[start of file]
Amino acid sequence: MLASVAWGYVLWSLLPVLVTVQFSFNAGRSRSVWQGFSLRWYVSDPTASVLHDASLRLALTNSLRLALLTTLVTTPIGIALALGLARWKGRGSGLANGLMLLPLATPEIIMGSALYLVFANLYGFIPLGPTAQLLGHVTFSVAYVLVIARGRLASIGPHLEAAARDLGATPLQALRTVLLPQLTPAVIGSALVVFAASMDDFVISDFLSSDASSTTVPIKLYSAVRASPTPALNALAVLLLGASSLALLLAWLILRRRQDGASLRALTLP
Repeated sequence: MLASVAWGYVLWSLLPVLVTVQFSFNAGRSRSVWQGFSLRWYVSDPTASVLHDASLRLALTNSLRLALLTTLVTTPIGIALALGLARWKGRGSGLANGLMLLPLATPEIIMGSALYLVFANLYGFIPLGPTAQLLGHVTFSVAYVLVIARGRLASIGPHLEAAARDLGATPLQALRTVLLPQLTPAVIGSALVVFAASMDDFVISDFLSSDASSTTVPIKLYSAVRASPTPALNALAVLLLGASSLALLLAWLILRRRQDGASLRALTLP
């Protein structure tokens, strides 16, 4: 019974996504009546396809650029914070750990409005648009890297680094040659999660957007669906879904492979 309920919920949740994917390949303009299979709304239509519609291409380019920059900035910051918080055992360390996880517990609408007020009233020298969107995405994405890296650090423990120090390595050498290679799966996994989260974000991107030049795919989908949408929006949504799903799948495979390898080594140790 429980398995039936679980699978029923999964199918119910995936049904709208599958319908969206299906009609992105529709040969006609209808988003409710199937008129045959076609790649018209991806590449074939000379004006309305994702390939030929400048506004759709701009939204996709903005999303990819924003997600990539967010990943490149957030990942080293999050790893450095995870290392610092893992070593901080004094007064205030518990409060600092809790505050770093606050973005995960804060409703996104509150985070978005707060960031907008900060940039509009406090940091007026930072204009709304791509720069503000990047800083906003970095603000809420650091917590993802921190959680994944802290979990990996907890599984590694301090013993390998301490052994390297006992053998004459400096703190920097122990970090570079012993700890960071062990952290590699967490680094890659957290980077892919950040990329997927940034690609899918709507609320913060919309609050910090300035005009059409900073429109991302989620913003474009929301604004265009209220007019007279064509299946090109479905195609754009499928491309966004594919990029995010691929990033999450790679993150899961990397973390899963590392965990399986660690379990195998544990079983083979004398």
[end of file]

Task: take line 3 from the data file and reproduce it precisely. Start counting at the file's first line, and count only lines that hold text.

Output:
């Protein structure tokens, strides 16, 4: 019974996504009546396809650029914070750990409005648009890297680094040659999660957007669906879904492979 309920919920949740994917390949303009299979709304239509519609291409380019920059900035910051918080055992360390996880517990609408007020009233020298969107995405994405890296650090423990120090390595050498290679799966996994989260974000991107030049795919989908949408929006949504799903799948495979390898080594140790 429980398995039936679980699978029923999964199918119910995936049904709208599958319908969206299906009609992105529709040969006609209808988003409710199937008129045959076609790649018209991806590449074939000379004006309305994702390939030929400048506004759709701009939204996709903005999303990819924003997600990539967010990943490149957030990942080293999050790893450095995870290392610092893992070593901080004094007064205030518990409060600092809790505050770093606050973005995960804060409703996104509150985070978005707060960031907008900060940039509009406090940091007026930072204009709304791509720069503000990047800083906003970095603000809420650091917590993802921190959680994944802290979990990996907890599984590694301090013993390998301490052994390297006992053998004459400096703190920097122990970090570079012993700890960071062990952290590699967490680094890659957290980077892919950040990329997927940034690609899918709507609320913060919309609050910090300035005009059409900073429109991302989620913003474009929301604004265009209220007019007279064509299946090109479905195609754009499928491309966004594919990029995010691929990033999450790679993150899961990397973390899963590392965990399986660690379990195998544990079983083979004398």